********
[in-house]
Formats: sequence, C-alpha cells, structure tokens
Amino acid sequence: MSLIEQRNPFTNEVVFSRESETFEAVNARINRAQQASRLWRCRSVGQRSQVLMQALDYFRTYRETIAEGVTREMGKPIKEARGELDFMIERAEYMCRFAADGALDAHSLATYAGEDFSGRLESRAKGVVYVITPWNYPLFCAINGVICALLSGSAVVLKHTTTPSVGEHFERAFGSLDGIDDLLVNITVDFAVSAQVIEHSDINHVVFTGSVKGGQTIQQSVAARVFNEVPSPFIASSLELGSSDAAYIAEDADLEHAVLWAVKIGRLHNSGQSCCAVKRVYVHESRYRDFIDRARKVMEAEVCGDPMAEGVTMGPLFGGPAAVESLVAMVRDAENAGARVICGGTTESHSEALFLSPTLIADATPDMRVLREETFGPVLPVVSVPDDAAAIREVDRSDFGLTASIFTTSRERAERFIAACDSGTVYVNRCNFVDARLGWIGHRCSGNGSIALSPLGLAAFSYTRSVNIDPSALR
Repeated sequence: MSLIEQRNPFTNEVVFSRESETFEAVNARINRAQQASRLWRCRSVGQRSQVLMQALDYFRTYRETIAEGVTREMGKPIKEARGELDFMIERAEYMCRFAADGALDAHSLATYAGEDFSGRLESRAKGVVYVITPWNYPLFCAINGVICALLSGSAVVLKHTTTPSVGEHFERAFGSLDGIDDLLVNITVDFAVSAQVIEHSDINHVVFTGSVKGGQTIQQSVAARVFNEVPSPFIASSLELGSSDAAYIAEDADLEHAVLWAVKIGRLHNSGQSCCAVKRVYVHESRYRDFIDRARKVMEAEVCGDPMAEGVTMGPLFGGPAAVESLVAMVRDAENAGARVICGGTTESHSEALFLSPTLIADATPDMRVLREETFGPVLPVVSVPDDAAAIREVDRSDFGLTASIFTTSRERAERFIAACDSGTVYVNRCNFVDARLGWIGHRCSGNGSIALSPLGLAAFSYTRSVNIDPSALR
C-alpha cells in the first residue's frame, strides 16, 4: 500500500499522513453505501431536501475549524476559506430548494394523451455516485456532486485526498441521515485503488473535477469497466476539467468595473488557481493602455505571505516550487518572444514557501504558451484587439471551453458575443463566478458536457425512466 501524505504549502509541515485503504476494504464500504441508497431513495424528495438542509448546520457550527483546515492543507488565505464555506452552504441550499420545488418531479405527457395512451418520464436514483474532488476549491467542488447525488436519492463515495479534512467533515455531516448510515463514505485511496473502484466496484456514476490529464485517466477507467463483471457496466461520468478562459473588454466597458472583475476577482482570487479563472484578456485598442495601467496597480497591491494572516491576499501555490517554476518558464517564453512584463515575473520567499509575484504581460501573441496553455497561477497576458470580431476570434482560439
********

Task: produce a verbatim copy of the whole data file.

[in-house]
Formats: sequence, C-alpha cells, structure tokens
Amino acid sequence: MSLIEQRNPFTNEVVFSRESETFEAVNARINRAQQASRLWRCRSVGQRSQVLMQALDYFRTYRETIAEGVTREMGKPIKEARGELDFMIERAEYMCRFAADGALDAHSLATYAGEDFSGRLESRAKGVVYVITPWNYPLFCAINGVICALLSGSAVVLKHTTTPSVGEHFERAFGSLDGIDDLLVNITVDFAVSAQVIEHSDINHVVFTGSVKGGQTIQQSVAARVFNEVPSPFIASSLELGSSDAAYIAEDADLEHAVLWAVKIGRLHNSGQSCCAVKRVYVHESRYRDFIDRARKVMEAEVCGDPMAEGVTMGPLFGGPAAVESLVAMVRDAENAGARVICGGTTESHSEALFLSPTLIADATPDMRVLREETFGPVLPVVSVPDDAAAIREVDRSDFGLTASIFTTSRERAERFIAACDSGTVYVNRCNFVDARLGWIGHRCSGNGSIALSPLGLAAFSYTRSVNIDPSALR
Repeated sequence: MSLIEQRNPFTNEVVFSRESETFEAVNARINRAQQASRLWRCRSVGQRSQVLMQALDYFRTYRETIAEGVTREMGKPIKEARGELDFMIERAEYMCRFAADGALDAHSLATYAGEDFSGRLESRAKGVVYVITPWNYPLFCAINGVICALLSGSAVVLKHTTTPSVGEHFERAFGSLDGIDDLLVNITVDFAVSAQVIEHSDINHVVFTGSVKGGQTIQQSVAARVFNEVPSPFIASSLELGSSDAAYIAEDADLEHAVLWAVKIGRLHNSGQSCCAVKRVYVHESRYRDFIDRARKVMEAEVCGDPMAEGVTMGPLFGGPAAVESLVAMVRDAENAGARVICGGTTESHSEALFLSPTLIADATPDMRVLREETFGPVLPVVSVPDDAAAIREVDRSDFGLTASIFTTSRERAERFIAACDSGTVYVNRCNFVDARLGWIGHRCSGNGSIALSPLGLAAFSYTRSVNIDPSALR
C-alpha cells in the first residue's frame, strides 16, 4: 500500500499522513453505501431536501475549524476559506430548494394523451455516485456532486485526498441521515485503488473535477469497466476539467468595473488557481493602455505571505516550487518572444514557501504558451484587439471551453458575443463566478458536457425512466 501524505504549502509541515485503504476494504464500504441508497431513495424528495438542509448546520457550527483546515492543507488565505464555506452552504441550499420545488418531479405527457395512451418520464436514483474532488476549491467542488447525488436519492463515495479534512467533515455531516448510515463514505485511496473502484466496484456514476490529464485517466477507467463483471457496466461520468478562459473588454466597458472583475476577482482570487479563472484578456485598442495601467496597480497591491494572516491576499501555490517554476518558464517564453512584463515575473520567499509575484504581460501573441496553455497561477497576458470580431476570434482560439